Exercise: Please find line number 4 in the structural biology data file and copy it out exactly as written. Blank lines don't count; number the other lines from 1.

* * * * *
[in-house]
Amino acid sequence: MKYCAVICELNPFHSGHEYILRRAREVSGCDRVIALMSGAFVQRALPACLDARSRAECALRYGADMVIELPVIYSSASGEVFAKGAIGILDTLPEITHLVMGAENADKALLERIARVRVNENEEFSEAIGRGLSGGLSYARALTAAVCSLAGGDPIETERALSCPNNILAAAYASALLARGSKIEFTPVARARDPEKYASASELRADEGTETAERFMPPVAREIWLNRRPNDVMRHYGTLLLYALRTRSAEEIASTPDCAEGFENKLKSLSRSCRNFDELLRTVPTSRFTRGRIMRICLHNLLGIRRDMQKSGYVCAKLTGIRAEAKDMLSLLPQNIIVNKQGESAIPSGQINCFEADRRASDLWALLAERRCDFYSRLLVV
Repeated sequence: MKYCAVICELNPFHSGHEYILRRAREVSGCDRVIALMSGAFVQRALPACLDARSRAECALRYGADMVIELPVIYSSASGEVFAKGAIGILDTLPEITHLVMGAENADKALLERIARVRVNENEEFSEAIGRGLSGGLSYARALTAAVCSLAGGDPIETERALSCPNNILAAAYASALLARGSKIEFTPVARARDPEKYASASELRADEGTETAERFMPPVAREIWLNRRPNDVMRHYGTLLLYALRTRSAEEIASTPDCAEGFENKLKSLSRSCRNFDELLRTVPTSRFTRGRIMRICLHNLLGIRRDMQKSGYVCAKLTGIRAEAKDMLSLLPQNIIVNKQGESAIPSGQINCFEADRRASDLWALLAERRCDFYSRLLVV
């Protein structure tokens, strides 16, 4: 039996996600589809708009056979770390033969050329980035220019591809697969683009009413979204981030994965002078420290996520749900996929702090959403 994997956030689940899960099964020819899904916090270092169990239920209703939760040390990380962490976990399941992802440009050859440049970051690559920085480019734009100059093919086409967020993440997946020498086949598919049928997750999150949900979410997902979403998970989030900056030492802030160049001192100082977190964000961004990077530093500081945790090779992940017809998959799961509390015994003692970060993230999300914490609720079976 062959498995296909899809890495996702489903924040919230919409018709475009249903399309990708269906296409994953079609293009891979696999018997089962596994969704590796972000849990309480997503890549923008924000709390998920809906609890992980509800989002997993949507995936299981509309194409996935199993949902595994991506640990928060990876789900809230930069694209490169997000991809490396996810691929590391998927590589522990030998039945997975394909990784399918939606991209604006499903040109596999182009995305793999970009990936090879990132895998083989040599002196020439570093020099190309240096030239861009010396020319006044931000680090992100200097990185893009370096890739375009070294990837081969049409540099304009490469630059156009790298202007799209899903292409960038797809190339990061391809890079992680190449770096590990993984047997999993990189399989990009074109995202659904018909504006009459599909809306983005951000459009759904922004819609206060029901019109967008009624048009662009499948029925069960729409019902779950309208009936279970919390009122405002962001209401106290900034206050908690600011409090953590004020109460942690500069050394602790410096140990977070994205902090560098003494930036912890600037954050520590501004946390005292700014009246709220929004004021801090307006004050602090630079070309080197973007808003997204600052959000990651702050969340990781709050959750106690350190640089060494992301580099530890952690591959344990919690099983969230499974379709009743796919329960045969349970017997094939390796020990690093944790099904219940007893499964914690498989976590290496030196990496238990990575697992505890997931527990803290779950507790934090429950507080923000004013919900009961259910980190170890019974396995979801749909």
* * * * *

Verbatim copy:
């Protein structure tokens, strides 16, 4: 039996996600589809708009056979770390033969050329980035220019591809697969683009009413979204981030994965002078420290996520749900996929702090959403 994997956030689940899960099964020819899904916090270092169990239920209703939760040390990380962490976990399941992802440009050859440049970051690559920085480019734009100059093919086409967020993440997946020498086949598919049928997750999150949900979410997902979403998970989030900056030492802030160049001192100082977190964000961004990077530093500081945790090779992940017809998959799961509390015994003692970060993230999300914490609720079976 062959498995296909899809890495996702489903924040919230919409018709475009249903399309990708269906296409994953079609293009891979696999018997089962596994969704590796972000849990309480997503890549923008924000709390998920809906609890992980509800989002997993949507995936299981509309194409996935199993949902595994991506640990928060990876789900809230930069694209490169997000991809490396996810691929590391998927590589522990030998039945997975394909990784399918939606991209604006499903040109596999182009995305793999970009990936090879990132895998083989040599002196020439570093020099190309240096030239861009010396020319006044931000680090992100200097990185893009370096890739375009070294990837081969049409540099304009490469630059156009790298202007799209899903292409960038797809190339990061391809890079992680190449770096590990993984047997999993990189399989990009074109995202659904018909504006009459599909809306983005951000459009759904922004819609206060029901019109967008009624048009662009499948029925069960729409019902779950309208009936279970919390009122405002962001209401106290900034206050908690600011409090953590004020109460942690500069050394602790410096140990977070994205902090560098003494930036912890600037954050520590501004946390005292700014009246709220929004004021801090307006004050602090630079070309080197973007808003997204600052959000990651702050969340990781709050959750106690350190640089060494992301580099530890952690591959344990919690099983969230499974379709009743796919329960045969349970017997094939390796020990690093944790099904219940007893499964914690498989976590290496030196990496238990990575697992505890997931527990803290779950507790934090429950507080923000004013919900009961259910980190170890019974396995979801749909």